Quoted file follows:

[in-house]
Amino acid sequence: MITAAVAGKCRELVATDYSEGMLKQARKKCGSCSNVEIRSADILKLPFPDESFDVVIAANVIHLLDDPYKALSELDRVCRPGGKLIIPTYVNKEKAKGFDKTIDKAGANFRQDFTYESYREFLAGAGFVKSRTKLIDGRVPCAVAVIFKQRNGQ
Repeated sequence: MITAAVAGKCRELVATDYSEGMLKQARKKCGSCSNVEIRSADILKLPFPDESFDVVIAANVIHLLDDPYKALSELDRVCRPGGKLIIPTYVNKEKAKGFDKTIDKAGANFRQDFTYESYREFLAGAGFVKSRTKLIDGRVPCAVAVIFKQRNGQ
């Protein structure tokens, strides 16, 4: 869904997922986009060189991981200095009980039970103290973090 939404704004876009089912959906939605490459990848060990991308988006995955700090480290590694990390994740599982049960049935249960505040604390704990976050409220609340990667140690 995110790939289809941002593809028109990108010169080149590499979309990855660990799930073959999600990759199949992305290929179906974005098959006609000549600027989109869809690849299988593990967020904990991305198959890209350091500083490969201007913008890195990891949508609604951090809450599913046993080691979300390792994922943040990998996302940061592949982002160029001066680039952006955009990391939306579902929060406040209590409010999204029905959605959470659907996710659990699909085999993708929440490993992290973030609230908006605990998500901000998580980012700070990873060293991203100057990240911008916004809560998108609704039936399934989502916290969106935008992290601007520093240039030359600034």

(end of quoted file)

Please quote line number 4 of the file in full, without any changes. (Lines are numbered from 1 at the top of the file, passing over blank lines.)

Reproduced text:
């Protein structure tokens, strides 16, 4: 869904997922986009060189991981200095009980039970103290973090 939404704004876009089912959906939605490459990848060990991308988006995955700090480290590694990390994740599982049960049935249960505040604390704990976050409220609340990667140690 995110790939289809941002593809028109990108010169080149590499979309990855660990799930073959999600990759199949992305290929179906974005098959006609000549600027989109869809690849299988593990967020904990991305198959890209350091500083490969201007913008890195990891949508609604951090809450599913046993080691979300390792994922943040990998996302940061592949982002160029001066680039952006955009990391939306579902929060406040209590409010999204029905959605959470659907996710659990699909085999993708929440490993992290973030609230908006605990998500901000998580980012700070990873060293991203100057990240911008916004809560998108609704039936399934989502916290969106935008992290601007520093240039030359600034």